I used a directional light based on the colour value and not the tone, as is the usual method. You can see how I’ve gone about the drawing of hobbit clothing, cutting shapes and sometimes intentionally ignoring the volumes of the sculpture and give more importance to the gesture and the drawing (one more way to seduce the viewer). In the final pictures you can see the effects of moisture applied as final details.
When painting the interior of the Palantir the first thing I did was to decide on a particular colour scheme and begin painting the interior setting, this is vital because the miniature will be affected by this setting through contrast, light and reflected shadows. This is necessary to be clear from the very first steps to ensure the whole scene works and is balanced in composition and palette.
The concept is simple, a nighttime atmosphere with warm tones and a starry sky. I had a hard time discerning the feeling the tone conveyed within the Palantir and varied the first steps of the initial scheme several times until I was happy and comfortable with the overall atmosphere and effect. Nobody is perfect! Yet finally I think the effort was worthwhile and I am very satisfied with the end result! Leaves and other vegetation were carried out with photo-etched materials and other accessories to complete the woodland theme.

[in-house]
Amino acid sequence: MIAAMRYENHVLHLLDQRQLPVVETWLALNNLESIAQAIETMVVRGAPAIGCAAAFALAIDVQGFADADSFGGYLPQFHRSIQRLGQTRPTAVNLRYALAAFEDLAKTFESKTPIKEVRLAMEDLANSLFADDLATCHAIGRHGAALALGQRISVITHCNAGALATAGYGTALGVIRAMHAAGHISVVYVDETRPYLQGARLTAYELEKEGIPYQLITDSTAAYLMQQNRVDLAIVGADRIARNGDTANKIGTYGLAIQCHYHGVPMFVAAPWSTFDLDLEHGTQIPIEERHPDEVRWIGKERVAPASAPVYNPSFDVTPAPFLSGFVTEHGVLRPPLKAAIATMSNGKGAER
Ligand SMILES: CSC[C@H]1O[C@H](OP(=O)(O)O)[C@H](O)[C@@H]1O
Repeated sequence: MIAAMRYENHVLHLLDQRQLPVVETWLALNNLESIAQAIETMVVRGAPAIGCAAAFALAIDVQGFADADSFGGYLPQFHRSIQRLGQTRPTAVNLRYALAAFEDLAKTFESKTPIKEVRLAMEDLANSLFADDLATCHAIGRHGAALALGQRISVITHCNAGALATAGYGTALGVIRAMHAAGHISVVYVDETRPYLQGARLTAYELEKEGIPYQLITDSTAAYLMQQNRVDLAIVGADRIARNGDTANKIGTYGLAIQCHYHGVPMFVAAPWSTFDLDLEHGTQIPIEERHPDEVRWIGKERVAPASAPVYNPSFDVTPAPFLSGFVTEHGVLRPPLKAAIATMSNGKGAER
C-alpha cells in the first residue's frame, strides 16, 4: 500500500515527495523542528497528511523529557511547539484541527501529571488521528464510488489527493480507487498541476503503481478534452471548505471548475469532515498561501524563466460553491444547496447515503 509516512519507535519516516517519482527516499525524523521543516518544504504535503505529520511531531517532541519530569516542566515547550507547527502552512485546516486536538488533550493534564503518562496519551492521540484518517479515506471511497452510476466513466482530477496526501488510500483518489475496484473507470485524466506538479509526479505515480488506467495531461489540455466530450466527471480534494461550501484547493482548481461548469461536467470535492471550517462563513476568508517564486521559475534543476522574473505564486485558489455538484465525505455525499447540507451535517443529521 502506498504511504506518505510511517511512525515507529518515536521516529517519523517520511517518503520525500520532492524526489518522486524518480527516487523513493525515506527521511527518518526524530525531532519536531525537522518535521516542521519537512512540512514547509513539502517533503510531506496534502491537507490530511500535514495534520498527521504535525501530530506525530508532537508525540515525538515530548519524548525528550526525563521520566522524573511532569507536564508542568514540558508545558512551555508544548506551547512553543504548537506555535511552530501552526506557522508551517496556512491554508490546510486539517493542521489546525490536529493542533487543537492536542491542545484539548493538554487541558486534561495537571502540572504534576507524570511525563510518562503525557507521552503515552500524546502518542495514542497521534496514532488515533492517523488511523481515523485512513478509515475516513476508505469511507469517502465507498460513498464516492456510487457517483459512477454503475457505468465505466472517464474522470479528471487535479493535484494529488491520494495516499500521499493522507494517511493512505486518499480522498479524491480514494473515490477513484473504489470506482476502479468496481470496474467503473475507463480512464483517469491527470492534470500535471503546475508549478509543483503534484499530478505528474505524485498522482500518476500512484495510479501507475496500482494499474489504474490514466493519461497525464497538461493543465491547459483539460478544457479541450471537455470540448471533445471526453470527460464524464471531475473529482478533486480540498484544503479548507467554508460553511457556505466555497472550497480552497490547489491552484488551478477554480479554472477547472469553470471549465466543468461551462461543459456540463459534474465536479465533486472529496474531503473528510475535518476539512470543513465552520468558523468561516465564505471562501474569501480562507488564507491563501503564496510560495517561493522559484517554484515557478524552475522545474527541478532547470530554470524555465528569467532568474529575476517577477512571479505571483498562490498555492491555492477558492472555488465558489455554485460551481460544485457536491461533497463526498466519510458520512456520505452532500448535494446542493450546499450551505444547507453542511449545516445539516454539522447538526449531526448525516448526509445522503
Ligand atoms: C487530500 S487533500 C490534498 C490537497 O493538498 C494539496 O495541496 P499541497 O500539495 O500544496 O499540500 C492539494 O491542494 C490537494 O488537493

Many people have written asking me about the hand painting recipe that I have used in the painting process! I have helped telling them the colours I have used and yet they have been surprised not to get the same result! Why? The secret is in saturation. The value is also important, but the case of meat (skin) how to improve our level of painting lies in observing where to set the saturation.
I have studied colour theory at the university for years and I wonder how people in our figure painting world, reduces the whole theory to the tone (the colour wheel) cold and warm, and forget the rest. Study how it works and the saturation value is radically important if we take a leap forward in our painting!
The Palantir painting process began with a black primer. It is basically a job at 90% airbrush and 10% brush. For airbrushing I used templates to trace the drawings with very diluted white paint, this made the work much easier. I am maintaining the same colours and consistency of the paints both through airbrush and brush application, the colours are all heavily diluted. For the final, highest lights it was necessary to use the brush, taking time and care to push the contrast with the deepest shadows.
The most difficult and tiresome element of this entire project was having to make corrections to previous work that had been completed when moving onto new elements, the interior was constantly being retouched throughout and I was having to regularly bring the two halves together to see how the progress looked as a whole.
I hope you enjoyed this article! I for one am very satisfied with the end result! I learned a lot in its implementation and I have been comfortable in tackling the scratch-built elements, I really believe that was my best option for what I wanted to achieve with this project.
I want to thank the organisation of MSS and of course the awards and especially Roman and Raffa for considering my winning project “Massive Voodoo Most Creative Award – MSS 2015”. Thanks also to you Jason to follow so closely and with such enthusiasm all my work!
We will continue to surprise!
Below you can see a rather extensive gallery of a lot of the various steps I went through to produce this project, thankyou for reading!
Luis Méndez Juanola.